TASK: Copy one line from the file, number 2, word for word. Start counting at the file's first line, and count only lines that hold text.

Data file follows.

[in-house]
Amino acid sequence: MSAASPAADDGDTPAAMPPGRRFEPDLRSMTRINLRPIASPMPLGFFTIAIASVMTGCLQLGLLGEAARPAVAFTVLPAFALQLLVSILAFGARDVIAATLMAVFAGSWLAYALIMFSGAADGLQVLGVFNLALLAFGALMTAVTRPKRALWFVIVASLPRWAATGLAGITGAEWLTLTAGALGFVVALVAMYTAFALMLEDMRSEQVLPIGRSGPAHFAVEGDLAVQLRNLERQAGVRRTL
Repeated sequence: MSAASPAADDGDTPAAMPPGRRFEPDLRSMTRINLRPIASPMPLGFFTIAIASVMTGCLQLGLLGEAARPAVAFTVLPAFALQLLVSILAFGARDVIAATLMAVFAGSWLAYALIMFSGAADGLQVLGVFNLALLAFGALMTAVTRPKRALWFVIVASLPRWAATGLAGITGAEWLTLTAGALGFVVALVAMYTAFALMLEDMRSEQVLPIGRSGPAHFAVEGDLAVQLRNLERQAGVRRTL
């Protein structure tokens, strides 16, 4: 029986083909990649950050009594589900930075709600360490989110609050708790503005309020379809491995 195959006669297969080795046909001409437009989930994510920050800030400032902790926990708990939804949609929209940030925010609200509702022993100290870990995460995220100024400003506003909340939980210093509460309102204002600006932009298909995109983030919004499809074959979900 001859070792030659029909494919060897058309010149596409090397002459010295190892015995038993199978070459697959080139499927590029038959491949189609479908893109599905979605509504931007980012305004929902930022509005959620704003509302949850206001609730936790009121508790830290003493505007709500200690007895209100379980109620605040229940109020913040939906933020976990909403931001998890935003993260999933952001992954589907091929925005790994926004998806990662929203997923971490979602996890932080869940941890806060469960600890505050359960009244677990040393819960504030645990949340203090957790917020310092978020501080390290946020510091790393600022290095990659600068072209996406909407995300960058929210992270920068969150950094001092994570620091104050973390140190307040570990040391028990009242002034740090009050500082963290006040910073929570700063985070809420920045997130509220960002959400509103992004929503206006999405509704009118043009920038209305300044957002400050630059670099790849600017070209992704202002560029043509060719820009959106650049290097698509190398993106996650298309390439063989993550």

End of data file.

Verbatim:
Amino acid sequence: MSAASPAADDGDTPAAMPPGRRFEPDLRSMTRINLRPIASPMPLGFFTIAIASVMTGCLQLGLLGEAARPAVAFTVLPAFALQLLVSILAFGARDVIAATLMAVFAGSWLAYALIMFSGAADGLQVLGVFNLALLAFGALMTAVTRPKRALWFVIVASLPRWAATGLAGITGAEWLTLTAGALGFVVALVAMYTAFALMLEDMRSEQVLPIGRSGPAHFAVEGDLAVQLRNLERQAGVRRTL